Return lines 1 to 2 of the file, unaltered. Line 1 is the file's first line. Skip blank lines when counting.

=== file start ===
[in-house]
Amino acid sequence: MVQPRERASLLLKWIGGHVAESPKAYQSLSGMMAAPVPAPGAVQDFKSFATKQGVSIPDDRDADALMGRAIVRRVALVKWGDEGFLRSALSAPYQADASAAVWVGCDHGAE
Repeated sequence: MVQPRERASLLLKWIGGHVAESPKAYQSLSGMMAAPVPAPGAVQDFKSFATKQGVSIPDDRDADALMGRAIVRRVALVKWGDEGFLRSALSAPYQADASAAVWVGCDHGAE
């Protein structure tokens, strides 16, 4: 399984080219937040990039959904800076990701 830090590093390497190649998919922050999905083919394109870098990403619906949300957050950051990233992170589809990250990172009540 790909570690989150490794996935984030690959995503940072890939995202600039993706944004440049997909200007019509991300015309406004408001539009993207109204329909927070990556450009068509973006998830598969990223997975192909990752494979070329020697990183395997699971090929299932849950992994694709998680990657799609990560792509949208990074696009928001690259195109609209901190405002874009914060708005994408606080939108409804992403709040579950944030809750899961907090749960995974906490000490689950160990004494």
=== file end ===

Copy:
[in-house]
Amino acid sequence: MVQPRERASLLLKWIGGHVAESPKAYQSLSGMMAAPVPAPGAVQDFKSFATKQGVSIPDDRDADALMGRAIVRRVALVKWGDEGFLRSALSAPYQADASAAVWVGCDHGAE